Getting use to your own body after time off might take some patience. Thankfully we have the visual memory and muscle memory systems to help us return, but how else can we continue to improve technique in the present body?
Depending on what style of training and/or performance, it’s often through consistent practice that a technique or style becomes enhanced. This may mean that practice can create a fuller understanding and meaning to the work both physically and mentally. Therefore the goal with practice is to explore, especially the challenges.
Move the body as it is today, right now. When this happens there isn’t time to fixate on how we pliéd, jumped, or pointed our foot in the past. When returning to a technique, this is the time to move and listen well with the mind and body.
With having past experiences in a particular technique or style, it might be tempting to just go with the motions. How can we continue to generate new feeling and new meaning in our movements? Using imagination, small tasks and goals are very useful. Never allow the mind and the body to become unresponsive to feeling and challenges.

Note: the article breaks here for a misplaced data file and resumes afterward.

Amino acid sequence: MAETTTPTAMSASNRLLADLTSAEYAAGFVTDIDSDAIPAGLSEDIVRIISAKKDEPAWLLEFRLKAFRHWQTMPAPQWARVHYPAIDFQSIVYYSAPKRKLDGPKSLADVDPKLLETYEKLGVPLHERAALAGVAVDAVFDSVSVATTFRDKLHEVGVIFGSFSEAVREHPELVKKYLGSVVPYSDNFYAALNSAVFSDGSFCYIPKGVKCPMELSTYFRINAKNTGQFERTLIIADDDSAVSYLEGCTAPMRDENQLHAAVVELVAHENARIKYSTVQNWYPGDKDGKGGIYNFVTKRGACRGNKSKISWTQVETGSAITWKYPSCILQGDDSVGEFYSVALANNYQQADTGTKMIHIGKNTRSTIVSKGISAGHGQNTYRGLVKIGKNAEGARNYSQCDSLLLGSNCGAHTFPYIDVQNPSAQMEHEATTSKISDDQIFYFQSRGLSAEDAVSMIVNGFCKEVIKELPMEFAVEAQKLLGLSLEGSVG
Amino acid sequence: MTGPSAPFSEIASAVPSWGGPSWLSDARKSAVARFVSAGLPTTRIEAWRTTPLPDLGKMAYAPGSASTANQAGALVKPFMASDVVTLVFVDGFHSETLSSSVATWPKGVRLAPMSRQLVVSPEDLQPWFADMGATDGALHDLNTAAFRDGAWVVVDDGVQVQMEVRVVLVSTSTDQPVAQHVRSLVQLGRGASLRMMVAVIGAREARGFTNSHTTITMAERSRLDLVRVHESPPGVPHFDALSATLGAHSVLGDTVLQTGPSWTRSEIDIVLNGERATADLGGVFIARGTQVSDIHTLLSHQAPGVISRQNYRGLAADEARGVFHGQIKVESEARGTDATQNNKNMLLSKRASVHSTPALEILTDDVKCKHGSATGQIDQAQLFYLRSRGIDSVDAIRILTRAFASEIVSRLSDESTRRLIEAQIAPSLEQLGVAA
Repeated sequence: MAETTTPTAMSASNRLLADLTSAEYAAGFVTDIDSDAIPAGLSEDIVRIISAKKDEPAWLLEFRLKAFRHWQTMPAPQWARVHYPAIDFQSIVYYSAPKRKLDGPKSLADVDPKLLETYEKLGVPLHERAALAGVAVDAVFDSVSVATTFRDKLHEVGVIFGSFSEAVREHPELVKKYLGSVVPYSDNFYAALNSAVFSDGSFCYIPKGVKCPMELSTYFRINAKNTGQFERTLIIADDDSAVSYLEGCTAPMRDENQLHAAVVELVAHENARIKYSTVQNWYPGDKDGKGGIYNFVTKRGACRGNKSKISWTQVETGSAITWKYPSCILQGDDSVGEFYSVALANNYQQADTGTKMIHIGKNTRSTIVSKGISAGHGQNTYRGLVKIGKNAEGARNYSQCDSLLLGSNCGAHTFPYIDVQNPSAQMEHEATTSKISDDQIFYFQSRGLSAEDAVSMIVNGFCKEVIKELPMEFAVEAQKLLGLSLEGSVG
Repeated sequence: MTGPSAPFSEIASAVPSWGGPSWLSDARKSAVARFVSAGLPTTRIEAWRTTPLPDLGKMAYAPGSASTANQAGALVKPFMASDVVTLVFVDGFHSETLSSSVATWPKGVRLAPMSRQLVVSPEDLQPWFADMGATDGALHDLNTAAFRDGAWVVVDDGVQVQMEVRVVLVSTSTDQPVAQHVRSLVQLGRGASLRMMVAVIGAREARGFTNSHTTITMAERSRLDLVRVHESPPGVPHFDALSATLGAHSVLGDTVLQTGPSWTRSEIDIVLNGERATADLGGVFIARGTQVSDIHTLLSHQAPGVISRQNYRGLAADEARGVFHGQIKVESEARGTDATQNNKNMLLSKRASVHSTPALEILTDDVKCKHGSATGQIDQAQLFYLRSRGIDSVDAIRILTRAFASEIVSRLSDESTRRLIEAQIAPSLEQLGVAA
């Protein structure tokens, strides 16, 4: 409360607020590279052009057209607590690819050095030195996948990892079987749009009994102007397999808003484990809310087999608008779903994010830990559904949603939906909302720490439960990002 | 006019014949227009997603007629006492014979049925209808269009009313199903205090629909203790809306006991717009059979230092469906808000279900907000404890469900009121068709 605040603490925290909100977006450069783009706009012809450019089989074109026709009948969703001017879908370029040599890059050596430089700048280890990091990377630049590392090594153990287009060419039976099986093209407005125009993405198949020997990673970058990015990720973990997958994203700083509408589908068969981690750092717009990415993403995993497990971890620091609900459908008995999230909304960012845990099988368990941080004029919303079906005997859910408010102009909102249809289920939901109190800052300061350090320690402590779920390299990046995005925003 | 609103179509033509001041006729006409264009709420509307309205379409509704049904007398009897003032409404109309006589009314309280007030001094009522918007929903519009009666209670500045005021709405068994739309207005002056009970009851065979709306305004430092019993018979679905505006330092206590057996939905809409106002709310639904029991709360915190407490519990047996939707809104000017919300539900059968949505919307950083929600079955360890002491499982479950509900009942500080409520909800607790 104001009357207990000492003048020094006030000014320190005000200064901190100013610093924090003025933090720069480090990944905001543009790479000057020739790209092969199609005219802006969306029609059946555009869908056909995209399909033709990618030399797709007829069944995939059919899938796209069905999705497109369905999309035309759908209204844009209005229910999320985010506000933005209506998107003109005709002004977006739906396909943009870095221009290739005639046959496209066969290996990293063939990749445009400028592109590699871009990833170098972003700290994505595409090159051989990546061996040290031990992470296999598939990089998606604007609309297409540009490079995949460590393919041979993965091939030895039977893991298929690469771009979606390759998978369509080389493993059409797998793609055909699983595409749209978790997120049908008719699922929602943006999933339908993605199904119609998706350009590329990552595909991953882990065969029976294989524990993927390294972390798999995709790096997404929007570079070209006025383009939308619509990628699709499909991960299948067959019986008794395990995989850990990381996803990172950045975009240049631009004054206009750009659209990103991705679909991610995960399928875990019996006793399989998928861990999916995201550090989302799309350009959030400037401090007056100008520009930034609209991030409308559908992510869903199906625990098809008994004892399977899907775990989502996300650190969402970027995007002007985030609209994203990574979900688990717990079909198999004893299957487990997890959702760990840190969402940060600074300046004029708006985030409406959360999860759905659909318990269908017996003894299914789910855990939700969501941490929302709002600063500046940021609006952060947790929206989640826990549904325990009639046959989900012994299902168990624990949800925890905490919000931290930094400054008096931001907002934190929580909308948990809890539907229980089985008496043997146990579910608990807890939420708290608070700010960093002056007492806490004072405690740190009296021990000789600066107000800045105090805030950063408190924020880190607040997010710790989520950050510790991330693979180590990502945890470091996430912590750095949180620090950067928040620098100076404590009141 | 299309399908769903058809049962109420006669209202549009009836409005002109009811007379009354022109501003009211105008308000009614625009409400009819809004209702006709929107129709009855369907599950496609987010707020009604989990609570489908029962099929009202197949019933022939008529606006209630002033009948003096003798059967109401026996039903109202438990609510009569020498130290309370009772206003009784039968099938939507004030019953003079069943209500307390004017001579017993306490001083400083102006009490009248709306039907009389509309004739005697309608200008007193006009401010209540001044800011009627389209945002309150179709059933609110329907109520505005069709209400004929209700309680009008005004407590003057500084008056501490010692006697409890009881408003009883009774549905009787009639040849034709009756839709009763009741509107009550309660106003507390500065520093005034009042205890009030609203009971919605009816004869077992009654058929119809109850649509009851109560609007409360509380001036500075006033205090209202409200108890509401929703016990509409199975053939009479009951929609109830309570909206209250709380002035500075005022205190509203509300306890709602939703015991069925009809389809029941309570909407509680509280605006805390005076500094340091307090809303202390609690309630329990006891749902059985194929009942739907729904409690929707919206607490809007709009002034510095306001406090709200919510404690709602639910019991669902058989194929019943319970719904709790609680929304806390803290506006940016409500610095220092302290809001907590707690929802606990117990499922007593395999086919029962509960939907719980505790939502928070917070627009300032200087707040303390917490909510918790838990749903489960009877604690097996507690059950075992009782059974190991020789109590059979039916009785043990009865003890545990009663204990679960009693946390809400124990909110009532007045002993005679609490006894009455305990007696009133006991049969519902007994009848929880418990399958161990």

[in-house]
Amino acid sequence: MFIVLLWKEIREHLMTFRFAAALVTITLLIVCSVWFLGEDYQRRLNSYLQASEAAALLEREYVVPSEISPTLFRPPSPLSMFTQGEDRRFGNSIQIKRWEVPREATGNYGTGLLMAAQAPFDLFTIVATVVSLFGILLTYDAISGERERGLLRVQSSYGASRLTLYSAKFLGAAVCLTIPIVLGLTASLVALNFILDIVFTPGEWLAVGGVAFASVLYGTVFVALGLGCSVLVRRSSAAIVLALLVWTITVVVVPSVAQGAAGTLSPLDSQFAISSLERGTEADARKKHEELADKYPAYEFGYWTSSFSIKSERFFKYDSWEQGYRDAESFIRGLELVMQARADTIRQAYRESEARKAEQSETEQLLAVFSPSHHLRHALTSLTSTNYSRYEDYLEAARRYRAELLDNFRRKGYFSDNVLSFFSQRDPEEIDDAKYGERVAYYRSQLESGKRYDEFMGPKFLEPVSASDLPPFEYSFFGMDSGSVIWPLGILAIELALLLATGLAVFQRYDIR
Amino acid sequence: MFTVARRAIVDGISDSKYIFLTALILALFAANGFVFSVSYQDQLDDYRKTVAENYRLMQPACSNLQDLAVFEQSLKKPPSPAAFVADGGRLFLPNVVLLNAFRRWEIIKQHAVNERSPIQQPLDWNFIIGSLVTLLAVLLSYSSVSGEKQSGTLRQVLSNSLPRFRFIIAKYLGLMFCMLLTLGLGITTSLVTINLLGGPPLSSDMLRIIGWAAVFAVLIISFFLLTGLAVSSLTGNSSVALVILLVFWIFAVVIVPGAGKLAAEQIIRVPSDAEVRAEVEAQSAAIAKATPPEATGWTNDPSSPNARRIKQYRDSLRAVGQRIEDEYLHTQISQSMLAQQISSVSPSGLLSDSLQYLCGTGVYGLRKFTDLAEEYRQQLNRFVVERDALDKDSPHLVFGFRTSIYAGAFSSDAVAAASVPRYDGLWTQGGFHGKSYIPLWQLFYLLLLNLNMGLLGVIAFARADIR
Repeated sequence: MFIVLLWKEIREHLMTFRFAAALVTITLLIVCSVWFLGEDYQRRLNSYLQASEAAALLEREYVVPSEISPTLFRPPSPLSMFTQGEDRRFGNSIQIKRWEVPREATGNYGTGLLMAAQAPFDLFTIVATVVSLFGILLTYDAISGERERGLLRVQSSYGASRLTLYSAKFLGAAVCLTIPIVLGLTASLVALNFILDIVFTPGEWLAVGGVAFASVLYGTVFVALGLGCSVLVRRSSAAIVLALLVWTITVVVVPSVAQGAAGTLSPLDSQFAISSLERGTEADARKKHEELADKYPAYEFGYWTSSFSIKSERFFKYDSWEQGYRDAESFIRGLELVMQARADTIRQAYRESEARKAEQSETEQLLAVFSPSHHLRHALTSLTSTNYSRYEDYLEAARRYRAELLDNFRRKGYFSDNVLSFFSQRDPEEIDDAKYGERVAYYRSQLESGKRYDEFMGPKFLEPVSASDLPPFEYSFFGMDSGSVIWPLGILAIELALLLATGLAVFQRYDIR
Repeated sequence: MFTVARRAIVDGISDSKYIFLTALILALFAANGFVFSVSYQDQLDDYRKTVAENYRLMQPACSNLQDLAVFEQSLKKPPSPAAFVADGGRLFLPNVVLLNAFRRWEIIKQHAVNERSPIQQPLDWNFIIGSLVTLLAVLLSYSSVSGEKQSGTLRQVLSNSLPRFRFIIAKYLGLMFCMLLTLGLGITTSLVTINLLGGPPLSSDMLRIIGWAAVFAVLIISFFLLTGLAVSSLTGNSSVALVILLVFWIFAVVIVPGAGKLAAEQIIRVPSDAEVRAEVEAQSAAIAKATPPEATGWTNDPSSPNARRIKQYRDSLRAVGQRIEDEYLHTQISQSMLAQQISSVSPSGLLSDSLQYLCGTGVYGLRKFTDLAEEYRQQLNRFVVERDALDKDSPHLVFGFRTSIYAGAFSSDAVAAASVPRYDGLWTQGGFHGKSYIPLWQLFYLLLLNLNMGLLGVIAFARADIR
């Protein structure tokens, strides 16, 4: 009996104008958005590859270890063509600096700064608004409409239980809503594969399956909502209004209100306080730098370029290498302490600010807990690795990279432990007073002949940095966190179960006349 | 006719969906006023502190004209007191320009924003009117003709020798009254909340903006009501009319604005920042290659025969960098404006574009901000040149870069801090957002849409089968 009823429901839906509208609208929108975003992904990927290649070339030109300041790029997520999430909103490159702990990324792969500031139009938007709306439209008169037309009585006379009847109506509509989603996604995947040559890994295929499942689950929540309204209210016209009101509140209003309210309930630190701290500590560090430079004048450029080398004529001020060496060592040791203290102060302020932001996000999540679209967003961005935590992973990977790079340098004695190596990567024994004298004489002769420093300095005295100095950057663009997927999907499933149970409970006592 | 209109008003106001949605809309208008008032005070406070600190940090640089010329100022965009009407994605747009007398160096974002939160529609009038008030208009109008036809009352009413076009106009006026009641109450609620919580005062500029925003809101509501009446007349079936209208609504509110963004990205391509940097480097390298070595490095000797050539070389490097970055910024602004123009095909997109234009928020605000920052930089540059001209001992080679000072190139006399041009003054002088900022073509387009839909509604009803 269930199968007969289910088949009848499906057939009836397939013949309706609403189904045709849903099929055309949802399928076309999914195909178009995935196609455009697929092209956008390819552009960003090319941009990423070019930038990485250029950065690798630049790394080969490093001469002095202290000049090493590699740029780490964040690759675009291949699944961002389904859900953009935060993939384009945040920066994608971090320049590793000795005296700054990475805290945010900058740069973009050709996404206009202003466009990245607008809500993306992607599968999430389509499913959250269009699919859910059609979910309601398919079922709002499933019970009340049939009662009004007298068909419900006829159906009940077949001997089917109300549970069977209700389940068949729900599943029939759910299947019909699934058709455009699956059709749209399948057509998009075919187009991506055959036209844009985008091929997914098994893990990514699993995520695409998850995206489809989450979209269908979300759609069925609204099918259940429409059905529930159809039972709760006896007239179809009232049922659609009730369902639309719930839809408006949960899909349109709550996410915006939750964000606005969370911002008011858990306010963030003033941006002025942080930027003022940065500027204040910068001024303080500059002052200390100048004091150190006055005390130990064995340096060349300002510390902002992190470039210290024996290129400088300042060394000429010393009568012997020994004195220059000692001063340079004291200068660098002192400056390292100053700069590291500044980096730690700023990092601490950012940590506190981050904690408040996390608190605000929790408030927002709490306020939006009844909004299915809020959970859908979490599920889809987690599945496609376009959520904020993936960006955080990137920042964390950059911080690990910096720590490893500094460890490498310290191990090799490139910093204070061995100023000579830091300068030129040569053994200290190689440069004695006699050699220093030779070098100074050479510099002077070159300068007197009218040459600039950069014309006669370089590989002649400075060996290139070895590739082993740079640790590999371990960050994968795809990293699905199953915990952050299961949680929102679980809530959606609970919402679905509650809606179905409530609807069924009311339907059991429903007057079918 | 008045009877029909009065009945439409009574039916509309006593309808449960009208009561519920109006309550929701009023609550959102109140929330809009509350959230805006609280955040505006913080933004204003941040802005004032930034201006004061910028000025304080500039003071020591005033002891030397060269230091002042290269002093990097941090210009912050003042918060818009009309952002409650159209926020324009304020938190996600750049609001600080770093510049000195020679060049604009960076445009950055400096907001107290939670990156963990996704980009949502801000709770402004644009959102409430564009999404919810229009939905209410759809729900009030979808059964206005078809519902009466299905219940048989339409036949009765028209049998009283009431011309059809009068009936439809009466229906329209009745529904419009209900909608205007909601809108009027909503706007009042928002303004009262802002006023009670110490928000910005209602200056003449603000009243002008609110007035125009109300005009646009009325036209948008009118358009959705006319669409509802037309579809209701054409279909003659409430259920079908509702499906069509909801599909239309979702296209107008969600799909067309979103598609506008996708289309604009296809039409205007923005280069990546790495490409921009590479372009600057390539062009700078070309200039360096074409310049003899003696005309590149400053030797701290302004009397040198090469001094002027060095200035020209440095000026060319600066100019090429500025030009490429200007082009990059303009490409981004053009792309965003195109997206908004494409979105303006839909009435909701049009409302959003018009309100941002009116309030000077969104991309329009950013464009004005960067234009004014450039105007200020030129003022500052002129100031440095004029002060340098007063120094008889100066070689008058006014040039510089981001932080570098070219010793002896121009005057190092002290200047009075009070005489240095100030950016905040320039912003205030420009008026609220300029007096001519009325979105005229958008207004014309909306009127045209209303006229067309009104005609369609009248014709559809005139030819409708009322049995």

Ask questions amongst your teachers, peers, and colleagues. Also maintain an inner dialogue which can help with problem solving when learning or rehearsing something new (or old). This inner dialogue could also help with maintaining curiosity and a fresh outlook.
The process of practice and improving don’t really end. Therefore, it’s pertinent to enjoy the process. For some of us, this can be difficult as progression and improvement are hard to see with our own eyes. Think about what elements that you’ve enjoyed within a class, performance, research development, etc. Do more of that!
“Technique” is thus understood as the skills experienced in practice and inscribed into one’s own world of understanding – Jenny Coogan, Practicing Dance: A Somatic Orientation.